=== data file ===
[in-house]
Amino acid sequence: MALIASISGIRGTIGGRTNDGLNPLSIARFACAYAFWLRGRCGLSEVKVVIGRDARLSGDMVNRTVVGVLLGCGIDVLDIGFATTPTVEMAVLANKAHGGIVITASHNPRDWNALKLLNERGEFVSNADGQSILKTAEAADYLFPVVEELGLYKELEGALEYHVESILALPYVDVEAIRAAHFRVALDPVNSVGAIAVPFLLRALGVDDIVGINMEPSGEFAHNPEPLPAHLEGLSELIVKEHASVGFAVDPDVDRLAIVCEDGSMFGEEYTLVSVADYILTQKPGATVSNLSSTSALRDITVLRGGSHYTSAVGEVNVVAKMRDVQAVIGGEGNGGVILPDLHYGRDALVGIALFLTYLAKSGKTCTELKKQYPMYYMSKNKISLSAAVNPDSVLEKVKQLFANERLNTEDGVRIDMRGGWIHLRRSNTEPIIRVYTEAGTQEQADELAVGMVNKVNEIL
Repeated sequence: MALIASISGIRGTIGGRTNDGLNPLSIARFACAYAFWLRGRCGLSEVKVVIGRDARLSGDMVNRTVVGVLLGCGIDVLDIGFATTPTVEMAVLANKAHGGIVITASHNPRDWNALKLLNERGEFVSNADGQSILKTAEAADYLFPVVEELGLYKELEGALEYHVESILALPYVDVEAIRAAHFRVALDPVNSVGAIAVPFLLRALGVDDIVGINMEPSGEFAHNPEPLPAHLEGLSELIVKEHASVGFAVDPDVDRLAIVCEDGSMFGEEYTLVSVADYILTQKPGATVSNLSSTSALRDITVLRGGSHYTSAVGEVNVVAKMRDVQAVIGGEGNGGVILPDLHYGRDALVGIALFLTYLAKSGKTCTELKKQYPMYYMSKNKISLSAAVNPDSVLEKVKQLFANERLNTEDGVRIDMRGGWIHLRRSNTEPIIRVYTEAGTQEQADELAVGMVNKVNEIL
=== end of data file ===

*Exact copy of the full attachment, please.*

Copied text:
[in-house]
Amino acid sequence: MALIASISGIRGTIGGRTNDGLNPLSIARFACAYAFWLRGRCGLSEVKVVIGRDARLSGDMVNRTVVGVLLGCGIDVLDIGFATTPTVEMAVLANKAHGGIVITASHNPRDWNALKLLNERGEFVSNADGQSILKTAEAADYLFPVVEELGLYKELEGALEYHVESILALPYVDVEAIRAAHFRVALDPVNSVGAIAVPFLLRALGVDDIVGINMEPSGEFAHNPEPLPAHLEGLSELIVKEHASVGFAVDPDVDRLAIVCEDGSMFGEEYTLVSVADYILTQKPGATVSNLSSTSALRDITVLRGGSHYTSAVGEVNVVAKMRDVQAVIGGEGNGGVILPDLHYGRDALVGIALFLTYLAKSGKTCTELKKQYPMYYMSKNKISLSAAVNPDSVLEKVKQLFANERLNTEDGVRIDMRGGWIHLRRSNTEPIIRVYTEAGTQEQADELAVGMVNKVNEIL
Repeated sequence: MALIASISGIRGTIGGRTNDGLNPLSIARFACAYAFWLRGRCGLSEVKVVIGRDARLSGDMVNRTVVGVLLGCGIDVLDIGFATTPTVEMAVLANKAHGGIVITASHNPRDWNALKLLNERGEFVSNADGQSILKTAEAADYLFPVVEELGLYKELEGALEYHVESILALPYVDVEAIRAAHFRVALDPVNSVGAIAVPFLLRALGVDDIVGINMEPSGEFAHNPEPLPAHLEGLSELIVKEHASVGFAVDPDVDRLAIVCEDGSMFGEEYTLVSVADYILTQKPGATVSNLSSTSALRDITVLRGGSHYTSAVGEVNVVAKMRDVQAVIGGEGNGGVILPDLHYGRDALVGIALFLTYLAKSGKTCTELKKQYPMYYMSKNKISLSAAVNPDSVLEKVKQLFANERLNTEDGVRIDMRGGWIHLRRSNTEPIIRVYTEAGTQEQADELAVGMVNKVNEIL